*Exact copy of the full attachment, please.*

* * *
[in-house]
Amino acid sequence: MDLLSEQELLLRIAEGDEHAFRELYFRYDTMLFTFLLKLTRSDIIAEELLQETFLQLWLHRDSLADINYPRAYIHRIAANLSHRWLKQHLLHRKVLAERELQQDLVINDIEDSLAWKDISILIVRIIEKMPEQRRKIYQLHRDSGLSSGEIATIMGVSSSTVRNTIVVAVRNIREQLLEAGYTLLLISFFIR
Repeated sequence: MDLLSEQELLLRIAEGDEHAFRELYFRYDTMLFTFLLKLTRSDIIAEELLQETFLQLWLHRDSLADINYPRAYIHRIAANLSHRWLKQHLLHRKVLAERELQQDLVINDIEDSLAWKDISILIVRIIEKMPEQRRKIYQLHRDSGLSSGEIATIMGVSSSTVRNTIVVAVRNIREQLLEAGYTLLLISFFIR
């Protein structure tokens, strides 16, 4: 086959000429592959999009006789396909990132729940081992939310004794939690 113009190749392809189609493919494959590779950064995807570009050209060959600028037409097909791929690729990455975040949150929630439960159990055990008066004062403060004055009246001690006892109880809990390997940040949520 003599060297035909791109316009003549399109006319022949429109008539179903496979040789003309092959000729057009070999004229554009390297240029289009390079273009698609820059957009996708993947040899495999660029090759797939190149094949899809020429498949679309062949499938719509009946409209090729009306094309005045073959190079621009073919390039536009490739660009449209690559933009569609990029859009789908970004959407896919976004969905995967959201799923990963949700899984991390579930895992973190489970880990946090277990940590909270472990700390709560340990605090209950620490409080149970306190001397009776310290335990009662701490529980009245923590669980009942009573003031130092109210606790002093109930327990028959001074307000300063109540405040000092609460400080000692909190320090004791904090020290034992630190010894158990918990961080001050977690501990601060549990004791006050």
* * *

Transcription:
[in-house]
Amino acid sequence: MDLLSEQELLLRIAEGDEHAFRELYFRYDTMLFTFLLKLTRSDIIAEELLQETFLQLWLHRDSLADINYPRAYIHRIAANLSHRWLKQHLLHRKVLAERELQQDLVINDIEDSLAWKDISILIVRIIEKMPEQRRKIYQLHRDSGLSSGEIATIMGVSSSTVRNTIVVAVRNIREQLLEAGYTLLLISFFIR
Repeated sequence: MDLLSEQELLLRIAEGDEHAFRELYFRYDTMLFTFLLKLTRSDIIAEELLQETFLQLWLHRDSLADINYPRAYIHRIAANLSHRWLKQHLLHRKVLAERELQQDLVINDIEDSLAWKDISILIVRIIEKMPEQRRKIYQLHRDSGLSSGEIATIMGVSSSTVRNTIVVAVRNIREQLLEAGYTLLLISFFIR
């Protein structure tokens, strides 16, 4: 086959000429592959999009006789396909990132729940081992939310004794939690 113009190749392809189609493919494959590779950064995807570009050209060959600028037409097909791929690729990455975040949150929630439960159990055990008066004062403060004055009246001690006892109880809990390997940040949520 003599060297035909791109316009003549399109006319022949429109008539179903496979040789003309092959000729057009070999004229554009390297240029289009390079273009698609820059957009996708993947040899495999660029090759797939190149094949899809020429498949679309062949499938719509009946409209090729009306094309005045073959190079621009073919390039536009490739660009449209690559933009569609990029859009789908970004959407896919976004969905995967959201799923990963949700899984991390579930895992973190489970880990946090277990940590909270472990700390709560340990605090209950620490409080149970306190001397009776310290335990009662701490529980009245923590669980009942009573003031130092109210606790002093109930327990028959001074307000300063109540405040000092609460400080000692909190320090004791904090020290034992630190010894158990918990961080001050977690501990601060549990004791006050």